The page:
Discover the top 5 BIG COSHH mistakes that could end your business...

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BIG MISTAKE 1 - A risk assessment system destined for failure

It's all too easy to focus on delivering a compliant risk assessment that ticks the boxes of legislation (you think) and to end up losing sight of what risk assessment is about - creating a process that makes the user of a hazardous substance safe, as far as is reasonable. Are you making any of these mistakes? If you are, change them now!

“I believe that chemical safety represents a hidden danger in all our lives. Whether you use hazardous substances or it is your responsibility to protect your workforce, chemicals are a risk to you. I will continue to fight to make as many as I can aware of the danger to your health, career and profits.

Dale Allen

Award Winning Author of
The Book On Chemical Safety

BIG MISTAKE 2 - Your risk assessments don't cover all the risks

This one really rattles my cage! You produce a nice looking risk assessment to train John on how to empty the oil on the vehicle safely, and then John gets his legs run over by a car in the garage because he was lying down and wasn't seen. It's SO VERY important that the risk assessor has actually assessed your place of work with their own eyes so that all hazards are considered. It's also extremely important that all your COSHH assessments contain all hazards of carrying out the task, not just the substance based hazards. In this real-life example, John should have been told about the hazard of moving vehicles in the garage and the importance of putting up a barrier or warning sign when he is working under a car. This was missed because the risk assessment used was a chemical based risk assessment, which is wholely inadequate.

BIG MISTAKE 4 - Personal Protective Equipment (PPE) is a LAST RESORT!

Often Personal Protective Equipment is seen as a safety barrier for protecting a person, as a first line of defence. This is very poor strategy for risk assessing. You should always look to remove the substance hazards at source before the person comes into contact with a substance, by other means, before applying PPE as a safety control. Here are some safety control topics to consider before applying PPE controls:

  • Protection of workers
  • Compliance with regulations and any company standards
  • Technical feasibility

Of the above, the most likely control strategies to consider before applying PPE are:

  • Engineering controls
  • Material substitution
  • Process change
  • Revised work practices
  • Equipment change
  • Administrative controls
  • Use of Personal Protective Equipment

BIG MISTAKE 5 - If you aren't sure then YOU DON'T KNOW!

  • Your risk assessments don't exist
  • You are using Safety Data Sheets as risk assessments and calling them "COSHH sheets" or something similar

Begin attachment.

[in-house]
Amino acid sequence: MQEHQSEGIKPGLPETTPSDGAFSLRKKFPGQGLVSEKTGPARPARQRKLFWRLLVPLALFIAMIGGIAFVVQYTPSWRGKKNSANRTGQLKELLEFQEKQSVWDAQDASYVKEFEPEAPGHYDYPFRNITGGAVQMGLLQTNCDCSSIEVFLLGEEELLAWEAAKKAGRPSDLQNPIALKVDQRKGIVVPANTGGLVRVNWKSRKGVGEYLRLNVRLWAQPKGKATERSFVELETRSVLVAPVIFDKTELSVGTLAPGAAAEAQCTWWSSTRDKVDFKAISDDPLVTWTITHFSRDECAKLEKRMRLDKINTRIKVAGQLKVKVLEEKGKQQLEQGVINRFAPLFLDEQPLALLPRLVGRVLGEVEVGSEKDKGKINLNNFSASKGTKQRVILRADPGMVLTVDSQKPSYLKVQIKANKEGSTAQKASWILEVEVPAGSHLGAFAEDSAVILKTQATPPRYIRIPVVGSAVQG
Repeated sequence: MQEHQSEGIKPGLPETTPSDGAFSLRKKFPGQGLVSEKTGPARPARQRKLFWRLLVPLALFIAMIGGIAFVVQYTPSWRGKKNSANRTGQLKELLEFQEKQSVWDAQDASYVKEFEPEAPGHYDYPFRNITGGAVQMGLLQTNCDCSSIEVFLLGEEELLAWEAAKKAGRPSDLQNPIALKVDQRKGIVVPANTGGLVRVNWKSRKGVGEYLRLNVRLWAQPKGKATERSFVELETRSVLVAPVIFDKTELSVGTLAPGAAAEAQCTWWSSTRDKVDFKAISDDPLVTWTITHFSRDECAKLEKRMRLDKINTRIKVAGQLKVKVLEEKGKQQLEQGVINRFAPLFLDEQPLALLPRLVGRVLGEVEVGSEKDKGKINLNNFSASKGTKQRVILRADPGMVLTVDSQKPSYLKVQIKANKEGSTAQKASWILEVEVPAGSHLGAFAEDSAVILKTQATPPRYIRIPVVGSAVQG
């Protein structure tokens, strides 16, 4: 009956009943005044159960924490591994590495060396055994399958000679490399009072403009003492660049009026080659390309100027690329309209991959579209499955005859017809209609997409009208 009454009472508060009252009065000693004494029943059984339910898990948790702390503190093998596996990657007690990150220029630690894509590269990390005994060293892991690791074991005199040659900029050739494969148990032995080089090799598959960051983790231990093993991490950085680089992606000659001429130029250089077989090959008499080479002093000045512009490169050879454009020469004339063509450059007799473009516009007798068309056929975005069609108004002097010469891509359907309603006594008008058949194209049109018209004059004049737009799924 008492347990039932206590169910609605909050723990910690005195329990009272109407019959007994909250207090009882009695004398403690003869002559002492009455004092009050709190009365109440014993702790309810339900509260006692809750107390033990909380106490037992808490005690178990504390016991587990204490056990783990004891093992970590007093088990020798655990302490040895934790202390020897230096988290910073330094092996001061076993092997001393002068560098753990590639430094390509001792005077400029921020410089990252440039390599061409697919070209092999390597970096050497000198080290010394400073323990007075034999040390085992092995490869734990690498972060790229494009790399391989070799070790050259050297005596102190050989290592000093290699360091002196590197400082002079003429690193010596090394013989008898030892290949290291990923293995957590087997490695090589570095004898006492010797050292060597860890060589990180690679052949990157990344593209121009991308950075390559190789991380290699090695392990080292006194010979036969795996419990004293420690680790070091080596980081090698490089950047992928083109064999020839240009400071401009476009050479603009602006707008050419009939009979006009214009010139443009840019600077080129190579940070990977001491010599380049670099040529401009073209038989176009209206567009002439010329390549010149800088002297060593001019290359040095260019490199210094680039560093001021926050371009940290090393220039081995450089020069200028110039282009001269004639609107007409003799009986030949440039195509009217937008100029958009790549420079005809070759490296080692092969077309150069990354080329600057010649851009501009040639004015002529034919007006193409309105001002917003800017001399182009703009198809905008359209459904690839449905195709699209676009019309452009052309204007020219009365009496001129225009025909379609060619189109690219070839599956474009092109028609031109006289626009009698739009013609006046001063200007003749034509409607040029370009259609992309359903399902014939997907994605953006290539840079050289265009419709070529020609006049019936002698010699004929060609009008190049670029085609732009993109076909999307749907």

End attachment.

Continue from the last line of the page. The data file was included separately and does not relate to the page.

• Your risk assessments have been created by someone who has never personally visited your site to assess the risk
  • Your risk assessment doesn't describe the task and how to carry it out safely, just lots of chemical mumbo-jumbo
  • Your risk assessments are chemical based rather than task based which also includes the chemical information
  • Your risk assessments don't include environmental conditions, such as hot surfaces, slippery surfaces...
  • You are not including GHS / CHIP hazard signs, warning and safety signs for visual awareness
  • Your risk assessments are too complicated and bore your workforce to sleep
  • You are not including the risk before and risk after you have completed your risk assessment process
  • Your workforce don't know where your risk assessments and their corresponding Safety Data Sheets are located
  • Your risk assessments are simply a paper exercise and don't get used in the training process of your workforce
  • Your Safety Data Sheets are not available at short notice, up-to-date, for the emergency services should they visit your site

BIG MISTAKE 3 - Your risk assessments are boring and inadequate for humans

I see it with my new customers time and time again. They have risk assessments that run page after page of boring, repetitive and heavily text laden safety information. In some cases the information is so complex that the creator of the risk assessment, when quizzed, doesn't really understand it. A risk assessment should be clear, descriptive and colourful, especially if it contains significant risks. Take a look at some of the these signs below and ask yourself "Do my COSHH assessments contain these?". The reason these are so important is because, in a page of text, the reader can immediately identify significant risks and safety controls. PLEASE PLEASE PLEASE idiot-proof your risk assessments where possible.

I found it a real challenge to fit my TOP 5 BIG COSHH mistakes into just 5 mistakes. That's why I've put so many bullet points into BIG MISTAKE 1. As this is my final big mistake, I have reserved it for one of my most important points. If you are not sure about something, whether it is related to the substance, the environment your workforce work in, PPE usage, exposure controls, emergency procedures, etc. you must absolutely NOT guess or give inaccurate information. ALWAYS seek advice from someone who knows, it may cost you for the advice but it will save you a lot of money in the long run in avoiding an incident and legal action because you will be found out. In relation to a substance, you should always contact the manufacturer if you need additional information and if they cannot or will not provide it to you, you should consider changing the product or supplier.

If you have any immediate concerns, please fill out my form at the top of this page to receive a free 20 minute consultation with one of my COSHH safety experts.

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